The “model” by which St. Gregory interprets reality is Orthodox Christianity, and he not only subscribed to it in his mind, but is fervently committed to it with his whole heart. Thus, he begins this great historical work, The History of the Franks, with nothing less than his own confession of faith: “Proposing as I do to describe the wars waged by kings against hostile peoples, by martyrs against heathen and by the Church against heretics, I wish first of all to explain my own faith, so that whoever reads me may not doubt that I am a Catholic.” (“Catholic,” of course, in 6th-century texts, means the same thing that we now mean by the word “Orthodox.”) There follows the Nicene Creed, paraphrased and with certain Orthodox interpretations added. 


Thus in St. Gregory we may see the wholeness of view which has been lost by almost all of modern scholarship – another one of those basic differences between East and West that began only with the Schism of Rome. In this, St. Gregory is fully in the Orthodox spirit. In this approach there is a great advantage solely from the point of view of historical fact – for we have before us not only the “bare facts” he chronicles, but we understand as well the context in which he interprets them. But more important that this – particularly when it comes to chronicling supernatural events or the virtues of the saints – we have the inestimable advantage of a trained observer on the spot, so to speak – someone who interprets spiritual events (almost all of which he knew either from personal experience or from the testimony of witnesses he regarded as reliable) on the basis of the Church's tradition and his own rich Christian experience. We do not need to guess as to the meaning of some spiritually-significant event when we have such a reliable contemporary interpreter of it, and especially when his interpretations are so much in accord with what we find in the basic source books of the Orthodox East. We may place all the more trust in St. Gregory's interpretations when we know that he himself was granted spiritual visions (as described in his life) and was frank in admitting that he did not see the spiritual visions of others (HF V, 50).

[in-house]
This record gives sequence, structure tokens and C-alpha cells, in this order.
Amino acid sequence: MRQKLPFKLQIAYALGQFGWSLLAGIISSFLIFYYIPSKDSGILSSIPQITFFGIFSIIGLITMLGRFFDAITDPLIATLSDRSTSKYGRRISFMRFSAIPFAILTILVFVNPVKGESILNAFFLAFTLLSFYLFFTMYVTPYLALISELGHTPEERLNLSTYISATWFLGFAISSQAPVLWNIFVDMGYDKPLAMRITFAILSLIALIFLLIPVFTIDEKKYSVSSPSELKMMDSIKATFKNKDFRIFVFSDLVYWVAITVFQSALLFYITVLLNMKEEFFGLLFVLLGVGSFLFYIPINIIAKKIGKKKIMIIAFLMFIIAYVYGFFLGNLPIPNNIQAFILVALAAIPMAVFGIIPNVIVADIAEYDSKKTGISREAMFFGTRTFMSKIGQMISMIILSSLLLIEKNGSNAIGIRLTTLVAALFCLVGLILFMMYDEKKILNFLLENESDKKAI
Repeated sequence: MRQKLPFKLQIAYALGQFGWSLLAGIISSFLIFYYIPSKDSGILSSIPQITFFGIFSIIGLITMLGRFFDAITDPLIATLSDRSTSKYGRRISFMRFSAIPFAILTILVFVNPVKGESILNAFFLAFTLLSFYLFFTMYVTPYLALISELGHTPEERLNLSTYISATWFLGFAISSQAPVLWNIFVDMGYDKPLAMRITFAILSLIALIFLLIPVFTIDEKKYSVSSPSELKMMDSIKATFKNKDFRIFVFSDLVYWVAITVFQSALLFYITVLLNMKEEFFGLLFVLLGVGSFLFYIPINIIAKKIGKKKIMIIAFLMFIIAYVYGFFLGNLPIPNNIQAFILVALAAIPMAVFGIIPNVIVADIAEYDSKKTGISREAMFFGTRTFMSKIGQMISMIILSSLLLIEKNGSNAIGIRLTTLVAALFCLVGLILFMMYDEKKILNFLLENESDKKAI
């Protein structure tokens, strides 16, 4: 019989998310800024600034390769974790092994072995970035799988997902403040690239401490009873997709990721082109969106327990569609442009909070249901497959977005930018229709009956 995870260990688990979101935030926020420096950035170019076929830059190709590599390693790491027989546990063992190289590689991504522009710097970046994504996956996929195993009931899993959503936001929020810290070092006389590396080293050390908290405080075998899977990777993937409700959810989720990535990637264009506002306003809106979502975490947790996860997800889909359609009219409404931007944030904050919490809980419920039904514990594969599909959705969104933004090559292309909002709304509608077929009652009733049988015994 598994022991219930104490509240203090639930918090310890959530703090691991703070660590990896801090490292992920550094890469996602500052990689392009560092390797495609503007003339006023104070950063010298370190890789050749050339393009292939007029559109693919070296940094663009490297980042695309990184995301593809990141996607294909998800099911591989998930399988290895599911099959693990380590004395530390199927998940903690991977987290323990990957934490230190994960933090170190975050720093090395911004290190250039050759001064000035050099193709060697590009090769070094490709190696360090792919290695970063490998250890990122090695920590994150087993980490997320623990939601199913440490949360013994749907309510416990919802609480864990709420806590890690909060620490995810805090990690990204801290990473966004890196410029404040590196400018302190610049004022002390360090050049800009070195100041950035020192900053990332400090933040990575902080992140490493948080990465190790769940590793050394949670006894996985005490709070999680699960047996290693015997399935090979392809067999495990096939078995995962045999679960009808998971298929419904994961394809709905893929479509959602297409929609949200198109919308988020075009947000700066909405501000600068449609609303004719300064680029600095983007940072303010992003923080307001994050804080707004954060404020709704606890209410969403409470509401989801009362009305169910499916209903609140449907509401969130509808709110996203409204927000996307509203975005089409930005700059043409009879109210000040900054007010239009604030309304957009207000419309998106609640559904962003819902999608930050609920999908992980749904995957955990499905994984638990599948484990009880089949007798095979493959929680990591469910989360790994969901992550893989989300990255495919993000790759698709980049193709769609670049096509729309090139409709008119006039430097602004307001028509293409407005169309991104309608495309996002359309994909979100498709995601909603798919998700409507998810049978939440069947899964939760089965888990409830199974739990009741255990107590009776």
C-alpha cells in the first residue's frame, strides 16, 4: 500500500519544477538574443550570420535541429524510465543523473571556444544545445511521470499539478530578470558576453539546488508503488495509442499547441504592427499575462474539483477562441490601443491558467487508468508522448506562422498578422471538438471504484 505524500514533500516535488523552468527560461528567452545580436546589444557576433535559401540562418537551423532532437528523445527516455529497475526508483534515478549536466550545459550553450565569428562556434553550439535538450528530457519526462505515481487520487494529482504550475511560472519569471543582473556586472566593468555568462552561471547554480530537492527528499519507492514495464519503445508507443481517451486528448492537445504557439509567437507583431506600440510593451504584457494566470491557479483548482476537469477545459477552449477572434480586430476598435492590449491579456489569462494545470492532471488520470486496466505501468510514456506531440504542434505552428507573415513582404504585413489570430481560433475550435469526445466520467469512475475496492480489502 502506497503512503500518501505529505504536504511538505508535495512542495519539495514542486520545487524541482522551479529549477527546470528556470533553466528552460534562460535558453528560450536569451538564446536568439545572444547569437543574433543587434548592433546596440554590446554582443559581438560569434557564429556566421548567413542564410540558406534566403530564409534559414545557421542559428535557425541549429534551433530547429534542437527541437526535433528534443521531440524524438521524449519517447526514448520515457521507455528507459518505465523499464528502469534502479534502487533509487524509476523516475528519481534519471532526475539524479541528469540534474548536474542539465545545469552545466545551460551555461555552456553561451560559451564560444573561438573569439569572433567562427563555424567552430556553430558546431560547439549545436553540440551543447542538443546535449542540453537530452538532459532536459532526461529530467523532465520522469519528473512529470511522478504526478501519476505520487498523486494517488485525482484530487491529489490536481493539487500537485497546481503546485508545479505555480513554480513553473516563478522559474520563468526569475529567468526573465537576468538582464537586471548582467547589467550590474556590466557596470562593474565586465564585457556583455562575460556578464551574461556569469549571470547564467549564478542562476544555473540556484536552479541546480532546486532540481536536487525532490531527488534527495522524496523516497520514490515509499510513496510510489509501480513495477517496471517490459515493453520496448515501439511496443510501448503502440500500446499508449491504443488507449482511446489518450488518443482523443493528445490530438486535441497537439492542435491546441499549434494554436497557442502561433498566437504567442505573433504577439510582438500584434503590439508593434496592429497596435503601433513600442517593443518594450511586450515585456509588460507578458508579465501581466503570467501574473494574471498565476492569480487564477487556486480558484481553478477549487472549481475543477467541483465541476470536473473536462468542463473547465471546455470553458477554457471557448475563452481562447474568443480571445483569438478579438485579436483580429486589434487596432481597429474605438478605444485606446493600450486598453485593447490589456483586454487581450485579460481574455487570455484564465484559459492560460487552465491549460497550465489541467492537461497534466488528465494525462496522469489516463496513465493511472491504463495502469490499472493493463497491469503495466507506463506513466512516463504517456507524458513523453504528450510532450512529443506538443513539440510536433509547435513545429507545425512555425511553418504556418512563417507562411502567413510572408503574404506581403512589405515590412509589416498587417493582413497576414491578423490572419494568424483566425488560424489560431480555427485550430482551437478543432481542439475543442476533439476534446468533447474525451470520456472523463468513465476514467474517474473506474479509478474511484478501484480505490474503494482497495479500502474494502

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Sir Samuel Dill notes that access is denied him, as a modern man, to the world of St. Gregory's “legends.” What are we, 20th-century Orthodox Christians to think of these “legends”? Prof. Dalton notes, regarding the very book of St. Gregory which we are presenting here, that “his Lives of the Fathers have something of the childlike simplicity characterizing the Dialogues of St. Gregory the Great” (vol.1, p. 21). We have already discussed, in the “Prologue” to this book, the value of this “childlikeness” for Orthodox Christians today, as well as the high standards of truthfulness of such Orthodox writers as St. Gregory the Great (as contrast with the frequent fables of the medieval West). The extraordinary spiritual manifestations described by St. Gregory of Tours are familiar to any Orthodox Christian who is well grounded in the ABC's of spiritual experience and in the basic Orthodox source-books; they sound like “legends” only to those whose grounding is in the materialism and unbelief of modern times. Somewhat ironically, these “legends” have now become a little more accessible to a new generation that had become interested in psychic and occult phenomena as well as actual sorcery and witch craft; but for them the whole tone of St. Gregory's writings will remain foreign unless they obtain the key to its “secret”: true Orthodox Christianity. St. Gregory's “wonders and terrors of an unseen world” open up for us another reality entirely from that of modern unbelief and occultism alike: the reality of spiritual life, which is indeed more unseen than seen, which does indeed account for many extraordinary phenomena usually misunderstood by modern scholarship, and which begins now and continues into eternity.